Veterinarians carry out a wide range of activities in animal production systems that contribute to ensuring the production of safe food.



Examples of pathogens and diseases that originate in animals at the start of the food chain include:


One of the most common foodborne bacterial diseases in the world, salmonellosis, is caused by certain Salmonella species, which are normally present in the intestine of animals.
Humans can become infected following the consumption of uncooked contaminated food, in particular eggs, poultry, bovine and pork meat.

Reducing the prevalence of nontyphoidal Salmonella species in animals and good hygienic practices in food handling are important strategies to prevent foodborne disease in humans.

The OIE Terrestrial Code details prevention and control measures for Salmonellosis in poultry, bovine and pig production systems:


Trichinellosis is caused by eating raw or undercooked meat of animals infected with the larvae of a species of worm called Trichinella. Infection occurs commonly in certain wild carnivorous (meat-eating) animals such as bears, or omnivorous animals such as domestic pigs or wild boar.


The importance of trichinellosis lies exclusively in the risk posed to humans which can be a debilitating disease and may result in death. Trichinellosis affects an estimated ten thousand human cases worldwide, per year.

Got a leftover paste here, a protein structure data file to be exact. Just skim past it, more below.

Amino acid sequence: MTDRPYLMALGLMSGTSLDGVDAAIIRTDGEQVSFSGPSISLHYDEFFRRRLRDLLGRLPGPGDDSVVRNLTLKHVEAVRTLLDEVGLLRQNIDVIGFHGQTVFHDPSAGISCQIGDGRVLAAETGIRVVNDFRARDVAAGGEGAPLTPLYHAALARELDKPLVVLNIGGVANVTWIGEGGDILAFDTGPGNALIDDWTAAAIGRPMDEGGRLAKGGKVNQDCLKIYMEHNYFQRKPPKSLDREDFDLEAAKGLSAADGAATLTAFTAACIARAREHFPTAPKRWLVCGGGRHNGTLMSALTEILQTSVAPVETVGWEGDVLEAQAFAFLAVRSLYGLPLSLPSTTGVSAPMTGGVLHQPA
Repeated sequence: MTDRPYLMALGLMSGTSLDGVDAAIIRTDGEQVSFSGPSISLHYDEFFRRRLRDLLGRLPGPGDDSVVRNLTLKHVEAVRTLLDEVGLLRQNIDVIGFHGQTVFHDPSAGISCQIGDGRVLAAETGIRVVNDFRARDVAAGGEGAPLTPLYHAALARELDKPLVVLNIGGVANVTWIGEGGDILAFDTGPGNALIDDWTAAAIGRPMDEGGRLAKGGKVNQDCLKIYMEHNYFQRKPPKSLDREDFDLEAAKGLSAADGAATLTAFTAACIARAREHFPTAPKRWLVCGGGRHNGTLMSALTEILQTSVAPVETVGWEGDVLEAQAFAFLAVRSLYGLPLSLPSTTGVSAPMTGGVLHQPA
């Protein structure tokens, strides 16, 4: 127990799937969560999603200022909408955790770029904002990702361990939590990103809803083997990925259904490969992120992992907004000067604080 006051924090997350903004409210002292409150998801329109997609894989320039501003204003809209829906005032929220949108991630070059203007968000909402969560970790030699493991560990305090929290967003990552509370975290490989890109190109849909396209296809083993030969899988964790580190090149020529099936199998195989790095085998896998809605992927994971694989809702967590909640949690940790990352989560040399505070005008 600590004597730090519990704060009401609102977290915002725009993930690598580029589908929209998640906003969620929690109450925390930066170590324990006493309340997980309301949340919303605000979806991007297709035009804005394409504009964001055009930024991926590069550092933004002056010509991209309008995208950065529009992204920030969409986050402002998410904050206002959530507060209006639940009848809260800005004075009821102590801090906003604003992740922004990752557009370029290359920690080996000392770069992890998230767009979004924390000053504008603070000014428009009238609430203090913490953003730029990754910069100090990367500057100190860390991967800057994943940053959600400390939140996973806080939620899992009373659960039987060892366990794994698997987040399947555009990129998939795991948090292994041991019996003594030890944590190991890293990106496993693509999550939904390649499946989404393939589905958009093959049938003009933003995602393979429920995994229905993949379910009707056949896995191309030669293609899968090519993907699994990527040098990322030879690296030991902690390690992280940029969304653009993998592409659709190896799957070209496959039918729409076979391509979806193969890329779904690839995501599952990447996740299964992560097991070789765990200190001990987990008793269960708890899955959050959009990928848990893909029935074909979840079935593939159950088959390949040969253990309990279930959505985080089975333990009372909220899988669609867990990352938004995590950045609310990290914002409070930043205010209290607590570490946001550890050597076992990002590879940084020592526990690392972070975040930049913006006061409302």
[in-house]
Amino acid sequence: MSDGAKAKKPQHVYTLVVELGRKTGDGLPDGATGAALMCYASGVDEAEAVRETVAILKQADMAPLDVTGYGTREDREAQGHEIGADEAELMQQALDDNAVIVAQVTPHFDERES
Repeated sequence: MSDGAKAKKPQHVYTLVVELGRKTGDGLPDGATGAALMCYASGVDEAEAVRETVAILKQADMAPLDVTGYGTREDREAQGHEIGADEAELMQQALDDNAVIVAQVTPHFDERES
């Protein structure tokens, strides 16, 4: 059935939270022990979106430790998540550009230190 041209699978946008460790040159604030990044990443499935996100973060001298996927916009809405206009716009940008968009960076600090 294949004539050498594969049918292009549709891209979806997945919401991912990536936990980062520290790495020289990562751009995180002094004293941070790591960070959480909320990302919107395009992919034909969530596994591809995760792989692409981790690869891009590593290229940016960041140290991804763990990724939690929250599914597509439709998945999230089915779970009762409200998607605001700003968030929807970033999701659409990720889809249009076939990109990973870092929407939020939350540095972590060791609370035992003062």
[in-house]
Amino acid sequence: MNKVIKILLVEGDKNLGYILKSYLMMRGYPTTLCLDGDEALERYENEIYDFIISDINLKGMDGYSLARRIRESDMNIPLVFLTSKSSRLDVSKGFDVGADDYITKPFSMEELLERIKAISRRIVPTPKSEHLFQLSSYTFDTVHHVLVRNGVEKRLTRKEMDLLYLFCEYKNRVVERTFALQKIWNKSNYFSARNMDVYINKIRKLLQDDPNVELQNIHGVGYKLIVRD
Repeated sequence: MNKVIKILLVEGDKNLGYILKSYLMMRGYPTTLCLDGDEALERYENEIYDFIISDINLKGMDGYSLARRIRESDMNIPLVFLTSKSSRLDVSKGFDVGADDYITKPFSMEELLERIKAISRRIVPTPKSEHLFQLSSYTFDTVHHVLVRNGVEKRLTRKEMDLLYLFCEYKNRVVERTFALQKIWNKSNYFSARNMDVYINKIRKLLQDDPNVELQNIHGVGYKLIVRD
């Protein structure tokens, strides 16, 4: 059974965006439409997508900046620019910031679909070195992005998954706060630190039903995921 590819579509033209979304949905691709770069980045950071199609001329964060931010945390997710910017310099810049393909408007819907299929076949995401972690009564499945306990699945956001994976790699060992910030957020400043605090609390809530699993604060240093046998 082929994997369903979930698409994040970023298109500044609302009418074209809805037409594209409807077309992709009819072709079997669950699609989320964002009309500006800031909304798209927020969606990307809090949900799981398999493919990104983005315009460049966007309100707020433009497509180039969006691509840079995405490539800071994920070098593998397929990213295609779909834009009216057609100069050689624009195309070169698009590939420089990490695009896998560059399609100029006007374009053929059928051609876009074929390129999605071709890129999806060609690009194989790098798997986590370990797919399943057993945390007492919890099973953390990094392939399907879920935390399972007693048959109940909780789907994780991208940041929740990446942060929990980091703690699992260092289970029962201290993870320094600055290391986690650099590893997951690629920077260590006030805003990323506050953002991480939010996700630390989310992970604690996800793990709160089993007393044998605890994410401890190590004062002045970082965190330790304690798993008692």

Once widespread in domestic pigs, the disease has been controlled in many countries by banning the feeding of raw swill to pigs, and good biosecurity on farms such as vermin control.

The application of meat inspection methods for detecting Trichinella has also proved to be an effective method of ensuring the production of safe meat for human consumption.

Caused by Mycobacterium bovis, this disease of cattle and other animal species can affect humans and cause up to 10% of human tuberculosis cases in some countries.In humans the disease is known as zoonotic tuberculosis.

Foodborne transmission occurs by drinking raw milk or consuming unpasteurised dairy products from infected cattle.

The widespread adoption of pasteurisation of milk to a temperature sufficient to kill the bacteria is key to preventing human transmission, particularly since early detection of infected animals in dairy cattle be challenging.

More information on Bovine tuberculosis.


Building efficient food safety systems worldwide


In this era of globalisation, food production chains have grown longer and more complex, often involving multiple enterprises or even countries for the manufacturing of one product. International standardisation of food production procedures and safety measures is therefore necessary for the safe trade of food products.

While the Veterinary Services are responsible for controlling pathogens in animals, they need to work with the numerous other stakeholders involved in food systems, such as feed producers, farmers, processors, wholesalers, distributors, importers, exporters and retailers.

In addition to developing international standards for food safety, the OIE  collaborates with other international organisations to ensure that the whole food production chain is appropriately regulated.